I am not a practicing Muslim. The last time I was in a mosque, except as a tourist, was decades ago. My wife is Christian, and we have not raised our children as Muslims. My views on faith are complicated – somewhere between deism and agnosticism. I am completely secular in my outlook. But as I watch the way in which Republican candidates are dividing Americans, I realize that it’s important to acknowledge the religion into which I was born.

And yet, that identity doesn’t fully represent me or my views. I am appalled by Donald Trump’s bigotry and demagoguery not because I am a Muslim but because I am an American.

The problem is being forced to be nothing but a Muslim:

This is the real danger of Trump’s rhetoric: It forces people who want to assimilate, who see themselves as having multiple identities, into a single box. The effects of his rhetoric have already poisoned the atmosphere. Muslim Americans are more fearful and will isolate themselves more. The broader community will know them less and trust them less. A downward spiral of segregation will set in.

The tragedy is that, unlike in Europe, Muslims in the United States are by and large well-assimilated. I remember talking to a Moroccan immigrant in Norway last year who had a brother in New York. I asked him how their experiences differed. He said, “Over here, I’ll always be a Muslim, or a Moroccan, but my brother is already an American.”

Well, that’s over now:

Trump has taken the country by surprise. People don’t quite know how to respond to the vague, unworkable proposals (“We have to do something!”), the phony statistics, the dark insinuations of conspiracies (“There’s something we don’t know,” he says, about President Obama) and the naked appeals to peoples’ prejudices.

All of it is overwhelming, but David Ignatius points to the real underlying conflict here:

President Obama gave a speech Tuesday at the National Archives that stood in almost perfect counterpoint to the Republican presidential debate that took place that evening in Las Vegas: Against the rising GOP tide of anger toward immigrants, Obama anchored himself among the historical documents that define American tolerance.

Obama’s speech was a homily to American values. He welcomed new citizens from 25 countries to the fellowship defined by our Constitution and Bill of Rights: “You don’t look alike. You don’t worship the same way. But here, surrounded by the very documents whose values bind us together as one people, you’ve raised your hand and sworn a sacred oath.”

Obama delivered a blunt message to those who are embracing Donald Trump’s counternarrative of nativism and intolerance: “The truth is, being an American is hard. Being part of a democratic government is hard. Being a citizen is hard. It is a challenge. It’s supposed to be. There’s no respite from our ideals. All of us are called to live up to our expectations for ourselves – not just when it’s convenient, but when it’s inconvenient. When it’s tough. When we’re afraid.”

The contrast is obvious:

As Obama prepares to begin the last year of his presidency, he stands in an unusual position on the national stage: He is the rationalist, a creature of intellect rather than emotion. Dry as a bone, often disdainful of politics, averse to selling his policies (and also not very good at it), he is sometimes his own worst enemy. But compared with our other recent two-term presidents who stumbled as they neared the finish line, Obama seems to be gaining strength.

In fact, things went quite well:

Certainly this was a year in which the president delivered on the rationalist’s agenda, against intense emotional opposition. He achieved an Iran nuclear deal that was bitterly opposed by Israel and the GOP; a Trans-Pacific Partnership on trade rejected by much of his own party; a normalization of relations with Cuba that broke a national political taboo; and a climate change agreement that triumphed over a right-wing cult of rejecting scientific evidence.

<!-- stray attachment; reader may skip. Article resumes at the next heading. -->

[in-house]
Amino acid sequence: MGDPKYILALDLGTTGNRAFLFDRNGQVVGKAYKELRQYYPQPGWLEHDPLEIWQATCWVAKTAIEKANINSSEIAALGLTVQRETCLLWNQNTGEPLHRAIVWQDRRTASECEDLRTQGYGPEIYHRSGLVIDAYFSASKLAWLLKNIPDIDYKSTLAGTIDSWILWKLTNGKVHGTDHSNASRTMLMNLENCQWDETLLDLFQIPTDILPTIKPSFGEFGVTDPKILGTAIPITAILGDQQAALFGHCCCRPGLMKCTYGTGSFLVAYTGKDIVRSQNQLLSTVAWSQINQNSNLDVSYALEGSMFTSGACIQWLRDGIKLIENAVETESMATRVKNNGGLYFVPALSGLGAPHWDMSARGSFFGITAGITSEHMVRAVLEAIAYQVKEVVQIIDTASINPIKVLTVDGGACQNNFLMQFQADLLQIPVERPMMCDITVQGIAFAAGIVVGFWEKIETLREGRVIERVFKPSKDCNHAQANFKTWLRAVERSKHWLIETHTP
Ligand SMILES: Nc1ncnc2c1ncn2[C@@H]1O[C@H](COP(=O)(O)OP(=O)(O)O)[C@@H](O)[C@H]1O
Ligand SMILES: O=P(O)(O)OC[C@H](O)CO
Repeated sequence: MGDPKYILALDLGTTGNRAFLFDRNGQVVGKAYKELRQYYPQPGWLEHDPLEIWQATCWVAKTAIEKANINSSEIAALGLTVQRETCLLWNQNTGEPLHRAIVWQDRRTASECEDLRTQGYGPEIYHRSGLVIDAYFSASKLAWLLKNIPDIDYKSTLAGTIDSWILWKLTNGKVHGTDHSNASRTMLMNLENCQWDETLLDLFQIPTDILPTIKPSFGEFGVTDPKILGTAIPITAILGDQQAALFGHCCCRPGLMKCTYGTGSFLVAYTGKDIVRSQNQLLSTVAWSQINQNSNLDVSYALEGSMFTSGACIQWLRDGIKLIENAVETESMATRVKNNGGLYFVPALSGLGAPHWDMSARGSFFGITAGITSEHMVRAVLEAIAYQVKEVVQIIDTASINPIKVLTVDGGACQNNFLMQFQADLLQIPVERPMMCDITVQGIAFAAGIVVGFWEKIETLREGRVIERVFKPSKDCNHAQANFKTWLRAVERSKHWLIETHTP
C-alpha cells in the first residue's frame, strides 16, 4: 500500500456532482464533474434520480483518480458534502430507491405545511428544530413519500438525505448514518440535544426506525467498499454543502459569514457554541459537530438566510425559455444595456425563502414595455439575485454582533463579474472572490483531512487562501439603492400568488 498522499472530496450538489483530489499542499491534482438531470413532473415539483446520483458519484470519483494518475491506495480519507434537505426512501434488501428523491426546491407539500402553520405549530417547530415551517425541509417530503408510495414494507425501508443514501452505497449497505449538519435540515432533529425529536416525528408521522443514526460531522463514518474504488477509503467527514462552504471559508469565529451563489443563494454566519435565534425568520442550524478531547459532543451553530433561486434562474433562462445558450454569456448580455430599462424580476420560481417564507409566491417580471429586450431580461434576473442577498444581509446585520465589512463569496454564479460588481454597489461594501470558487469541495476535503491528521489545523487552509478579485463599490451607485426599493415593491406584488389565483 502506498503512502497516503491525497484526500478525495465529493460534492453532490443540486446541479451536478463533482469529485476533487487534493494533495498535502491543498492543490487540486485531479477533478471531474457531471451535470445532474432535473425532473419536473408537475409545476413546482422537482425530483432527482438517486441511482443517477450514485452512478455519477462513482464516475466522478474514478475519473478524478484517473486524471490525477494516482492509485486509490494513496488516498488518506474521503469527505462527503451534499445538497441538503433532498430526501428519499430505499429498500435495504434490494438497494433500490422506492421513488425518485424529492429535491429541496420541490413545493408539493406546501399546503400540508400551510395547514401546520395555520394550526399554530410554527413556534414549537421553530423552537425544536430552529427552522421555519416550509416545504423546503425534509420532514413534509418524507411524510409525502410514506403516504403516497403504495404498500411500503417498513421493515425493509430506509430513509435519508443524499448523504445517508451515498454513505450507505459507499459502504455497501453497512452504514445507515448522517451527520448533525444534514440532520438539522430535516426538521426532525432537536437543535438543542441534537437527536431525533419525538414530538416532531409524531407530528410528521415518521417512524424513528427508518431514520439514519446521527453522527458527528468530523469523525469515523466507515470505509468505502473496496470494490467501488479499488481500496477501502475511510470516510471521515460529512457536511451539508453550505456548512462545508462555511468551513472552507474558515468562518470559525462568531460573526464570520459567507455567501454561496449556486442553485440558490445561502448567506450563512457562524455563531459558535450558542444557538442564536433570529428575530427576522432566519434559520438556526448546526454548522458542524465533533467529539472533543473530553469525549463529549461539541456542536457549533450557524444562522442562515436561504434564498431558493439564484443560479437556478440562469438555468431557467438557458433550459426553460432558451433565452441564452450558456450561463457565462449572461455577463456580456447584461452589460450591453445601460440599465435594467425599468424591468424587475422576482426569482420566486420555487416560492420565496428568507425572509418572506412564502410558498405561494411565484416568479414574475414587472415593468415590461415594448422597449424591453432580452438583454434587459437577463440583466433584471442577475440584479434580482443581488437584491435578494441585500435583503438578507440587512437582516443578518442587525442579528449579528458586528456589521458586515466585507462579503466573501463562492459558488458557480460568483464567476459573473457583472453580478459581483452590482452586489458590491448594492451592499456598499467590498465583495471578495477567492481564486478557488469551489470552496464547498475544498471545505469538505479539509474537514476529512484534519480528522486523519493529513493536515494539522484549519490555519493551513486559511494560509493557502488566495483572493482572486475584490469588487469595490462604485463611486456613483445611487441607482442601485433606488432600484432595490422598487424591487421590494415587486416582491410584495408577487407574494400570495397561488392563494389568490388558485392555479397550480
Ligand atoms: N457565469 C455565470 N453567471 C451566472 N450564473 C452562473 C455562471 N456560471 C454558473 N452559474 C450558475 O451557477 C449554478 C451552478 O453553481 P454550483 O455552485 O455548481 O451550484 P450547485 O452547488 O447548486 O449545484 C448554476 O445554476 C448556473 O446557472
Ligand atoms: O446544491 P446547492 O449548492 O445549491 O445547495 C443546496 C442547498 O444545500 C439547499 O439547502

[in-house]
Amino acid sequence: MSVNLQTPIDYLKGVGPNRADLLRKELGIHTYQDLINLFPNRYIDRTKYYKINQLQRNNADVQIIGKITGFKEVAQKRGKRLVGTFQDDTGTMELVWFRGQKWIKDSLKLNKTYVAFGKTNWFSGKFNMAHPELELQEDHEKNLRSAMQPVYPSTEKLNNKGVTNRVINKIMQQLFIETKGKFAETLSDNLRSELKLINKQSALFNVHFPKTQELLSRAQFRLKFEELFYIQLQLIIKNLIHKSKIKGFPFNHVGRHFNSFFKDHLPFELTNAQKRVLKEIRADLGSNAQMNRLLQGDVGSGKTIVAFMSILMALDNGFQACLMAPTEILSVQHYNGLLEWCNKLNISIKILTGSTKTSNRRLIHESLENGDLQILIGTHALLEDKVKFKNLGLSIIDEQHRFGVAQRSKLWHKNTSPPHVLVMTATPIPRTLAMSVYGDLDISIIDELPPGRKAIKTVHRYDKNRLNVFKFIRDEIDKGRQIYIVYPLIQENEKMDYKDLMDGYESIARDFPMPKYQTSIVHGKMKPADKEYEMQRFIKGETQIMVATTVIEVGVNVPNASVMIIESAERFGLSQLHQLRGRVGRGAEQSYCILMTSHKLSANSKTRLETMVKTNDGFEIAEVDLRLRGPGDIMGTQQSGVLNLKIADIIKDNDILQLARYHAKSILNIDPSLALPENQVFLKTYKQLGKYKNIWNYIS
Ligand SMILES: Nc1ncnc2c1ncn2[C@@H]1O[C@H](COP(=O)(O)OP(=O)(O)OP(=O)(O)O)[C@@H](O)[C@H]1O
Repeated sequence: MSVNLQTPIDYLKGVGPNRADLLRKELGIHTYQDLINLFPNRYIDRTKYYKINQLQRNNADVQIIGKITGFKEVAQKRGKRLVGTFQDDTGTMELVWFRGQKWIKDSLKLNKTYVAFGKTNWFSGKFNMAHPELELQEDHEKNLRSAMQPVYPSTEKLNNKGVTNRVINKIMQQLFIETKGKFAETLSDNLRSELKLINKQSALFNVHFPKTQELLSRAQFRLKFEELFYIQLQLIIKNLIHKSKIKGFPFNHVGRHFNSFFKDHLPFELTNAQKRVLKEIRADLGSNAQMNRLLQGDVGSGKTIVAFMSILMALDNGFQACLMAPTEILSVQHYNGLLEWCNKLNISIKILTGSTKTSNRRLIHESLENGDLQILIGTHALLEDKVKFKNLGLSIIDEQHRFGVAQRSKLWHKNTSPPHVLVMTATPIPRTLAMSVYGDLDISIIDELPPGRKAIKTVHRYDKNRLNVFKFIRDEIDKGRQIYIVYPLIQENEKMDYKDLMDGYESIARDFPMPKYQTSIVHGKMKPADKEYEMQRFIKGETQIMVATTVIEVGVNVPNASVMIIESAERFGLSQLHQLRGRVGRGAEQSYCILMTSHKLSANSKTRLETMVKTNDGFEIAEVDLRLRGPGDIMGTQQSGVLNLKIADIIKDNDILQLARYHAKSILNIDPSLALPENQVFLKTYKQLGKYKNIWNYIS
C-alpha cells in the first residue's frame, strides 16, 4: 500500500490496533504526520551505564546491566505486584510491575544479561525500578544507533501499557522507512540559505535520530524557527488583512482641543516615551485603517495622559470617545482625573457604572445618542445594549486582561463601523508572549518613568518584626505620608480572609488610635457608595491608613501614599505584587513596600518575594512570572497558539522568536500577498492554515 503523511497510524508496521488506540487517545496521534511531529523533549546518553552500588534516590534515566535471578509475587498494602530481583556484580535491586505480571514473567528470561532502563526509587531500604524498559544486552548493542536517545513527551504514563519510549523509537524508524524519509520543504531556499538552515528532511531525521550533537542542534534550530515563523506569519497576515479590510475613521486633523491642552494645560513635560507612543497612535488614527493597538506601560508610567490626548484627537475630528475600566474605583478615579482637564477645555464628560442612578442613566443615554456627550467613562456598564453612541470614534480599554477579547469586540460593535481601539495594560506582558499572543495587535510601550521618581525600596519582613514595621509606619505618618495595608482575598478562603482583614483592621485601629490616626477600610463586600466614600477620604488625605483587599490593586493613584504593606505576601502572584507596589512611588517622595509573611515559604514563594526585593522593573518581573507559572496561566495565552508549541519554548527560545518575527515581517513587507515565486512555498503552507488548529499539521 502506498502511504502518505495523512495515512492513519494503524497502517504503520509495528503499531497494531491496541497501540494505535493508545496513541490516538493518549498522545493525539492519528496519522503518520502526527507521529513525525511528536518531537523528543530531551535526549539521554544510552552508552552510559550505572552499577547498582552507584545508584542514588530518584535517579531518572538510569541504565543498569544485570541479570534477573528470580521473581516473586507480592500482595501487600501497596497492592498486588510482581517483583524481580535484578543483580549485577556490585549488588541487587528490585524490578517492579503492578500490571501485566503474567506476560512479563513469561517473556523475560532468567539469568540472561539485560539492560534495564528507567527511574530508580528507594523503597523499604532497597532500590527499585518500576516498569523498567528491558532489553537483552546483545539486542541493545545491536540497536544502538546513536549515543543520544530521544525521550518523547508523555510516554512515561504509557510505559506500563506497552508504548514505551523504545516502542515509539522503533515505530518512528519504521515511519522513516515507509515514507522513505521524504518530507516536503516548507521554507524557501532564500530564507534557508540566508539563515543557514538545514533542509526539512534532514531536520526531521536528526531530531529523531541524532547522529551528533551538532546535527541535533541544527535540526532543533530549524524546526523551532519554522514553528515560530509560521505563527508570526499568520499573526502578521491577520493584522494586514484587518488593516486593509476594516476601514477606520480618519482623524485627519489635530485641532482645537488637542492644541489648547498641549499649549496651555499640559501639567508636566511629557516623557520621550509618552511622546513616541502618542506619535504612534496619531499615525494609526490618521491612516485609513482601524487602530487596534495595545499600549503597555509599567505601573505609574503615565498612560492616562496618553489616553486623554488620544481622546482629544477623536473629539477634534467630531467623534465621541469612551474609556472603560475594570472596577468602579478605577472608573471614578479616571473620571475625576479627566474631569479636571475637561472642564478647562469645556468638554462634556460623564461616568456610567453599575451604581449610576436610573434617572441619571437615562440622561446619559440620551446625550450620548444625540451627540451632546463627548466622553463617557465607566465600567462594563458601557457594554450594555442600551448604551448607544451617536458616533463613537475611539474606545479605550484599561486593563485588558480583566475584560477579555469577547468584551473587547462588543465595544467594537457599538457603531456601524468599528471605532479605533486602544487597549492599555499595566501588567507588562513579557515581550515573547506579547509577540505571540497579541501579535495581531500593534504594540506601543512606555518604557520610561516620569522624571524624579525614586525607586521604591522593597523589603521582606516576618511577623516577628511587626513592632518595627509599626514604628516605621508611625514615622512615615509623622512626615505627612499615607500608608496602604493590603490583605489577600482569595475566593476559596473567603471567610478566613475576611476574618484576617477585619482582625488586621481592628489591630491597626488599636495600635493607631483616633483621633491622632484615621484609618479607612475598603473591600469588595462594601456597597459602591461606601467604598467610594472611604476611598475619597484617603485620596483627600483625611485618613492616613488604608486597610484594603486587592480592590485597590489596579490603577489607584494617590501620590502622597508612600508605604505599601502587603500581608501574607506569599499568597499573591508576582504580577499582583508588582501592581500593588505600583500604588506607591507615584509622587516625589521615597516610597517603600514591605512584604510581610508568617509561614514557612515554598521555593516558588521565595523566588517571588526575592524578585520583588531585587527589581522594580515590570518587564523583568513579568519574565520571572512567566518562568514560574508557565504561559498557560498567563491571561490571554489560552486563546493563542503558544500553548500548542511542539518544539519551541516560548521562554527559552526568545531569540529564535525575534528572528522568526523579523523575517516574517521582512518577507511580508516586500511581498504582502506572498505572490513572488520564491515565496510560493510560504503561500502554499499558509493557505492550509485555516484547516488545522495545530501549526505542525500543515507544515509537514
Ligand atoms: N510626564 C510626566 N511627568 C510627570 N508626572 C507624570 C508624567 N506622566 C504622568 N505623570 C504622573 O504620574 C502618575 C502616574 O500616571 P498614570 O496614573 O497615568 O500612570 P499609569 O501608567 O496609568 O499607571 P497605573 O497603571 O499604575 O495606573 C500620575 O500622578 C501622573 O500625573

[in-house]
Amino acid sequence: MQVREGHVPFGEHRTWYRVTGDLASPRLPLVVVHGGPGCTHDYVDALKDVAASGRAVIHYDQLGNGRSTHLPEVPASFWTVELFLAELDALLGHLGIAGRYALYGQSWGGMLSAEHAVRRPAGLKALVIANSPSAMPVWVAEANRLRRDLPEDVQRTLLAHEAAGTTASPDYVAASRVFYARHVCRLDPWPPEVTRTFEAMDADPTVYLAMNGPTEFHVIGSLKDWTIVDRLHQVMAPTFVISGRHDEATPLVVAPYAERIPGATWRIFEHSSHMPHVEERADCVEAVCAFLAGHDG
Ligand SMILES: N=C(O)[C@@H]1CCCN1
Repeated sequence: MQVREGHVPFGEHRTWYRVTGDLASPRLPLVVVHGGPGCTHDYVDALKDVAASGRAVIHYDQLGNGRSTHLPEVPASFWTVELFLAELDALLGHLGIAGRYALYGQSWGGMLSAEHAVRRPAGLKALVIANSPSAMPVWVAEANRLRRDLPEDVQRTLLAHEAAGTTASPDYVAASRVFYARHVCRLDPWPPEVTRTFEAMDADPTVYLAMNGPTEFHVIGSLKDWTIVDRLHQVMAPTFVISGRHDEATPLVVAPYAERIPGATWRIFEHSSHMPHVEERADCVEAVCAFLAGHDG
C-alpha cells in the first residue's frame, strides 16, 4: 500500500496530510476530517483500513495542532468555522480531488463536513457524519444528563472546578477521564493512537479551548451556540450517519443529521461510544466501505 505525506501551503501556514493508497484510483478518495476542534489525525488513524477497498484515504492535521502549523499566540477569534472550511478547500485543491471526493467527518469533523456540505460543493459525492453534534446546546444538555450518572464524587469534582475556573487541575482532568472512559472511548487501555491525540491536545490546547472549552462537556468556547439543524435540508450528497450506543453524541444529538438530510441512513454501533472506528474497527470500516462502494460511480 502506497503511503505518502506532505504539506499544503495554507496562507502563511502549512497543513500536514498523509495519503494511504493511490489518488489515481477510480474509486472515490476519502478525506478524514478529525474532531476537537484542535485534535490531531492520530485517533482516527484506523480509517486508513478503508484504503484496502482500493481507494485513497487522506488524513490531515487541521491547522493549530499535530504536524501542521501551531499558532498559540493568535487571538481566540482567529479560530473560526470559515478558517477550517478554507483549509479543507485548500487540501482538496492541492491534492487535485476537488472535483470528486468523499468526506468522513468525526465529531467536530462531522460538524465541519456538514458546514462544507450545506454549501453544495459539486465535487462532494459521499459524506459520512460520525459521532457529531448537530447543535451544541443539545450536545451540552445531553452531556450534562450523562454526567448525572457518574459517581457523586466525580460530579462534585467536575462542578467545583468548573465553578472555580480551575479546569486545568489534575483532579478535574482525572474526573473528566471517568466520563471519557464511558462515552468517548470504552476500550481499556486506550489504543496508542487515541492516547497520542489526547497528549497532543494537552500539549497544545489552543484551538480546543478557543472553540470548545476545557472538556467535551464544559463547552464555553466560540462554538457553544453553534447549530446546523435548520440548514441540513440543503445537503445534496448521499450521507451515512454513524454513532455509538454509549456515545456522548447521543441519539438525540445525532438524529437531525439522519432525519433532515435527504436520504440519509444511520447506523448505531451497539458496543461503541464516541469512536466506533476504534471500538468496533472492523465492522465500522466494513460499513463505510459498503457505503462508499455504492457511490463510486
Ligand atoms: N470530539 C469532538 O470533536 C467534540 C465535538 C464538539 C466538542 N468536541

But that may be too rosy a picture:

This was a good year, you might conclude, for fact-based governance. But watching the swelling movement symbolized by Trump, you might think otherwise. It’s a paradox that Obama can have so many successes, and yet be seen by some at home and abroad as weak.

He hit a wall:

Obama’s political education has been expensive, for him and the country. He came into office believing that good ideas would prevail. He disliked the messy, boisterous work of salesmanship and retail governance. Perhaps he worried deep down that some of the opposition to his policies was rooted in prejudice against him as an African American. Perhaps he was right.

From his first year in office, Obama encountered a raw rejectionism from the Republican right; it wasn’t just criticism of his policies but a challenge to the very legitimacy of his presidency. Many details were fabricated, such as the allegation that he was secretly a Muslim, or that he had been born outside the United States. Yet these themes were repeated so often on conservative talk radio and cable news that they began to constitute an alternative reality.

It’s hard to know what a better counterstrategy might have been, but Obama’s cool public posture (while he was smoldering inside) didn’t work very well.

And now there’s the guy with the orange hair:

The rise of Trump has surprised most pundits, but it doesn’t seem to shock Obama. Trump is a crystallization of the angry rhetoric that Obama has been facing from the GOP since he took office. Trump is just louder, more shameless and more charismatic. He’s the marriage of P.T. Barnum and Rush Limbaugh.

It would be good if Obama were better at projecting the rationalist’s faith in this moment of irrational politics. One of his heroes is clearly Pope Francis, who conveys with every action his rejection of fundamentalism and absolutism. Perhaps the pope gives lessons.